It’s about time London embraced technology to ease its traffic woes — but it won’t be a magic solution.
That’s the message from transportation experts as the city looks to upgrade its traffic-signal network to a “smart” system using real-time tracking to change the lights - writes lfpress.com.
Londoners have been asking for it for decades. Big cities such as Toronto have been using the technology for at least 25 years.
But one urban-planning specialist warns the change won’t be a silver bullet for London’s clogged roadways.
“Intelligent-transportation systems are one tool in the toolbox for addressing traffic and congestion,” said Matti Siemiatycki, a University of Toronto geography professor who specializes in urban planning.
“But it’s not going to be a game changer . . . you can’t build your way out of congestion.”
That’s not necessarily a bad thing, he said, noting traffic volume is one sign of a thriving city.
The solution lies in long-term planning decisions, such as those that get people out of their cars, Siemiatycki thinks. That’s another reason London is investigating a smart system: It’s key to making the city’s bus rapid transit dreams a reality.
Right now, lights on major roads flip from green to yellow to red on a timed cycle based on the intersection and time of day.
But that system is practically archaic.
London city council will decide this week whether or not to dish out nearly $136,000 to a consulting firm to help get the ball rolling on a traffic signal update.
It’s called an intelligent transportation system (ITS) — a step above synchronized traffic lights — and something the city’s roads boss, Edward Soldo, said would “move our traffic system into the next century.”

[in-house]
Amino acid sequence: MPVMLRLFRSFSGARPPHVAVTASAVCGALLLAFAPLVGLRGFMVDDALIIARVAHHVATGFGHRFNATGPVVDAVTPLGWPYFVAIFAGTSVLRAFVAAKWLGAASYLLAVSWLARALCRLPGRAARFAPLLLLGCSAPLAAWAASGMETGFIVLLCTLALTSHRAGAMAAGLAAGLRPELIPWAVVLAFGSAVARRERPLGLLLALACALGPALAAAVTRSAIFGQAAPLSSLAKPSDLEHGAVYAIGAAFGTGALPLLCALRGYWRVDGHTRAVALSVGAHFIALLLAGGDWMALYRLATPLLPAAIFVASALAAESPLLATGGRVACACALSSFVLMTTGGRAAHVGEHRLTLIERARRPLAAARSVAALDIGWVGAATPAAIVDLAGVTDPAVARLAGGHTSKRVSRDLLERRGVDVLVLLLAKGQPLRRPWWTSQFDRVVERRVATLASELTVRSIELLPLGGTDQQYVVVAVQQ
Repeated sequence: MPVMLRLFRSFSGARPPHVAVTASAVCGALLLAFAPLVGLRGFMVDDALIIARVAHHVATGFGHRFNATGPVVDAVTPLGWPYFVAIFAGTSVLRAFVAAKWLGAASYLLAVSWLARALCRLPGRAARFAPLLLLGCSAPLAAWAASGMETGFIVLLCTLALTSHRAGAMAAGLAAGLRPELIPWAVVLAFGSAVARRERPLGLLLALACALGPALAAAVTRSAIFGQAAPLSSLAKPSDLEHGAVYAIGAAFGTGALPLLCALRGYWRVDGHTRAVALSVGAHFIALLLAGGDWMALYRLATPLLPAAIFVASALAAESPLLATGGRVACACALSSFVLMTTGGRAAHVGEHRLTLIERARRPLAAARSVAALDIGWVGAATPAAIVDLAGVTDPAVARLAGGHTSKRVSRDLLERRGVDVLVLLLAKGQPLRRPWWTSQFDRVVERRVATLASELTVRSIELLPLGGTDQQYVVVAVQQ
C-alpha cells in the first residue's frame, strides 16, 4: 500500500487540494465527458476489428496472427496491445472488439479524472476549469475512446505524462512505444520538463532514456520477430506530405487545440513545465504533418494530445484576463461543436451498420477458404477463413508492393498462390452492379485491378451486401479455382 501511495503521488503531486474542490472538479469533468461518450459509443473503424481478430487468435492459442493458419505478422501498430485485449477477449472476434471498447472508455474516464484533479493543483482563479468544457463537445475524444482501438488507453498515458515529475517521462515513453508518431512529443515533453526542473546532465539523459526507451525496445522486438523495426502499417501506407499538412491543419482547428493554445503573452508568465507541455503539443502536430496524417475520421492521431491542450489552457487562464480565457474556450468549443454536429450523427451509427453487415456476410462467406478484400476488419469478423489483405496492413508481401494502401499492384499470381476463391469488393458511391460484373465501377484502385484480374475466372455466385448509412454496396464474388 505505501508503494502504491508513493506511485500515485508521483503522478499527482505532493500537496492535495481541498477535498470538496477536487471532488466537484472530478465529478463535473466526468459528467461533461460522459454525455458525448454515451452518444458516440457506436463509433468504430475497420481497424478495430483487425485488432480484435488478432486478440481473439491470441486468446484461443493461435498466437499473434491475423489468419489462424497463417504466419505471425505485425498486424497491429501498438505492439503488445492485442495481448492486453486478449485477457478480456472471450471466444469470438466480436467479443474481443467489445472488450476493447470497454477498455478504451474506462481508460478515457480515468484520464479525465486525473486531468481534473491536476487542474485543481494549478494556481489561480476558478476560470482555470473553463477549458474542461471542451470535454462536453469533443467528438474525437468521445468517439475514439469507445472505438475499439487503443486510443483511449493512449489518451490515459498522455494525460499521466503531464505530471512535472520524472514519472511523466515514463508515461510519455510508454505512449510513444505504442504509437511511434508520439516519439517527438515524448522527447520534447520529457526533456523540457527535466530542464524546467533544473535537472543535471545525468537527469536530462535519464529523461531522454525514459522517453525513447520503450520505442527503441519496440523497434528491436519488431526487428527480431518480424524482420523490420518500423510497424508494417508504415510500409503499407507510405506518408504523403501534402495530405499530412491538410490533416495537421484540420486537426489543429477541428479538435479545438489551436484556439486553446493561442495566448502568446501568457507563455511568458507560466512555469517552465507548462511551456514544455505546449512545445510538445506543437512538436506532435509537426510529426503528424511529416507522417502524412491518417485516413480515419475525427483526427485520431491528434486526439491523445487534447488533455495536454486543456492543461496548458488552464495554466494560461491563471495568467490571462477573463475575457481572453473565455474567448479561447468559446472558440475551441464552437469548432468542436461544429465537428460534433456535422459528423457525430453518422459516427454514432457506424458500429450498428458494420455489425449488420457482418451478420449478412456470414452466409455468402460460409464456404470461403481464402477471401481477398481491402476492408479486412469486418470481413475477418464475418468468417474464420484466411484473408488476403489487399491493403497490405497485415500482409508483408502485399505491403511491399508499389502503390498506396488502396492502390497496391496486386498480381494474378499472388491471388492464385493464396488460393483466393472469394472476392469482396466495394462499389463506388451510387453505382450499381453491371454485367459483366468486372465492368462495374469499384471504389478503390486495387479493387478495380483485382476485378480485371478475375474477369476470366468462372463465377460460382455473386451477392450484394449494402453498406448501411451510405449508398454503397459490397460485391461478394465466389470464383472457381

There are three main pieces:
- Giving traffic lights “eyes,” either through cameras or detectors, to see and respond to traffic as it happens.
- A network that takes the information to a central spot.
- The traffic-control centre, basically a high-tech hub where all the data can be crunched.
Mayor Matt Brown described the project as “music to Londoners’ ears” at a committee meeting last week. Simply put, smart traffic systems save people time.
Baher Abdulhai, a professor and director of the Toronto Intelligent Transportation Systems Centre, said it’s crucial for a community like London. “The importance of intelligent transportation systems and traffic management systems increase with the size of the city and the level of congestion,” he said, adding “it’s about time they take this step.”
Upgrading the lights usually runs $20,000 to $30,000 per intersection, Abdulhai said. The city has 396 signals, with another two or four added each year, according to a staff report heading to council. That works out to between $8 million and $12 million.
“That’s not a whole lot compared to what it achieves,” Abdulhai said. “ITS solutions are much cheaper compared to brute force road expansion.”
The city has earmarked $64 million for the project, including engineering, construction and land acquisition, the staff report says.
It also sets up the city to incorporate even more innovative technology, such as artificial intelligence — think traffic signals with “brains” so they can respond to volume on their own — down the road.
“The sky is the limit,” Abdulhai said. Siemiatycki said that even though the new technology won’t wipe out congestion, it can help make some room on the roads.
“London is a big city now, and it’s facing big-city challenges,” he said. “You’re going to have congestion, you’re going to have traffic.”
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